New Year’s traditional food bases, that is. What do you eat for good luck? Prosperity? There are dozens of traditional foods, eaten for luck, or just because it’s something an ethnic group always does. Like our having pickled herring in our German dominant family. I don’t do pickled herring, so I threw out that tradition.
I did succumb to a few. The pork one, for instance. Pork is good luck because it is a fatty animal symbolizing wealth and prosperity. Plus, it roots forward, and that is a good thing. Don’t eat chicken on New Year’s. It scratches backwards to eat, and it is also a winged fowl, which means your good fortune could fly away.
I like researching the traditions, and following ones that fit our style of eating. Today I did make cabbage, greens, beans and pork in the crockpot.
The platter included smoked pork shank, butter beans, mustard greens, and I split a cabbage to steam on top of everything else. Added a bit of beef stock to give it a richness. Lightly seasoned. Garlic, salt, pepper and parsley. Six hours in the crockpot and it was warm, comforting and a good match for a local wine.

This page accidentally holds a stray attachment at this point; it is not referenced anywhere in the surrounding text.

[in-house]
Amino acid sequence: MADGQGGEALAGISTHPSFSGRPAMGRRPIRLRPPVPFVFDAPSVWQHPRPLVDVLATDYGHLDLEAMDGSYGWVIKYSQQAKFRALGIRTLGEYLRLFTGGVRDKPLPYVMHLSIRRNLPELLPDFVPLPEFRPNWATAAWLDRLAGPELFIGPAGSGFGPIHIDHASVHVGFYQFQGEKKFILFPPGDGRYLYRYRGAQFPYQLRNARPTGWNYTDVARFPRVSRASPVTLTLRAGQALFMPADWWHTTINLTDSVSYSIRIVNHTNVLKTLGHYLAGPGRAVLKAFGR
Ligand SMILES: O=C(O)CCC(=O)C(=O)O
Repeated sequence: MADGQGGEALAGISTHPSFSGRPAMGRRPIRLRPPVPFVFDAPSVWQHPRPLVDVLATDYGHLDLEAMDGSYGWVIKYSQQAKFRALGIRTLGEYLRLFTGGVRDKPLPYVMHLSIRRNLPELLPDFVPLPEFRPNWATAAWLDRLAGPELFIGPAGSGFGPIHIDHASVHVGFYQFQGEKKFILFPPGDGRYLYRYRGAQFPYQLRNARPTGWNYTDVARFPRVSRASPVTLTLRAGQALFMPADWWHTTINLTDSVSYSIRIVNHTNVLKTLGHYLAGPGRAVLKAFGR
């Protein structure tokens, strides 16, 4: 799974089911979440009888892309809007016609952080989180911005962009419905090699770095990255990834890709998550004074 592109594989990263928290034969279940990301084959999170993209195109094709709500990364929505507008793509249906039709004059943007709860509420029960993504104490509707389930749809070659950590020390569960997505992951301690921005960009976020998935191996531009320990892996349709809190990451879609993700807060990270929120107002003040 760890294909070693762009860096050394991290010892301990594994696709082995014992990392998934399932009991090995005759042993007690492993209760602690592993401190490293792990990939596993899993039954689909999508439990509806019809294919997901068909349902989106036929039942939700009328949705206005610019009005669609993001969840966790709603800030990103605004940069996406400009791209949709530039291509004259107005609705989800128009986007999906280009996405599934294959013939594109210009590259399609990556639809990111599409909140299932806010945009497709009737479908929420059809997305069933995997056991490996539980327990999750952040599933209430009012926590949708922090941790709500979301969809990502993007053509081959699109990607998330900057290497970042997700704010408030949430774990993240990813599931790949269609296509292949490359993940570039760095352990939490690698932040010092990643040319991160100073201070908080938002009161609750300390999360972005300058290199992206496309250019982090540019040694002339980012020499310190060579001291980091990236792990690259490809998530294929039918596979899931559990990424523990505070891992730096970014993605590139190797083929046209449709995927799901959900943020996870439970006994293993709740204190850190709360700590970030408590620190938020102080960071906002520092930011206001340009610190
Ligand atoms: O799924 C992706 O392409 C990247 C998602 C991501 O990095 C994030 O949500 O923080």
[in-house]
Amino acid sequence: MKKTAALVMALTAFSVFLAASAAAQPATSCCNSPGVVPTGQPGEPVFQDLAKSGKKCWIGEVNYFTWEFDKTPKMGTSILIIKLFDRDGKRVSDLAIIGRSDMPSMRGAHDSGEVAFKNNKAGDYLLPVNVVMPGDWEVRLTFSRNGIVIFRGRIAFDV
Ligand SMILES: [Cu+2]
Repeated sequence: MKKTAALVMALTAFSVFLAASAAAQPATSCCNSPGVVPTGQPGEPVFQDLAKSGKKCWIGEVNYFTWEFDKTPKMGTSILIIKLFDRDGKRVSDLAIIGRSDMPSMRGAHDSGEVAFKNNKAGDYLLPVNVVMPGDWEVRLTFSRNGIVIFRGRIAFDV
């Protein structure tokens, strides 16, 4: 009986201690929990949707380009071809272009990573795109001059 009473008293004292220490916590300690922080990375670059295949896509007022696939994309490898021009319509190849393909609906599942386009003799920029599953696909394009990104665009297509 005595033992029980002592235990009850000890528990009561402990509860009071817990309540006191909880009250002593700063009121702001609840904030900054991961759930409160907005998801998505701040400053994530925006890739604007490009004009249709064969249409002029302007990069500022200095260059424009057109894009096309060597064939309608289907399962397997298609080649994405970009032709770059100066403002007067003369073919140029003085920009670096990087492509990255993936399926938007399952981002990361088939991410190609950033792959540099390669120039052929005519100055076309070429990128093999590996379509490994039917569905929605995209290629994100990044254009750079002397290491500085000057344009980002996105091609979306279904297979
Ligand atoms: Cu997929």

A very nice light cellar selection VA wine, from Breaux. It didn’t overwhelm anything, and was light and fruit forward.
We also started the day with a tradition. Bacon and eggs. Only I pared it down to one slice of bacon each, and I made Breezy Willow eggs. Check out the yolk on these eggs. I don’t know if eggs from a chicken are good luck, or bad, but the brunch was wonderful. Mostly local, too. Local bread and butter. Local eggs, and bacon from Boarman’s (source of the hog not known). It counts as my brunch dish for our winter eat local challenge.
Any traditions for the New Year at your place?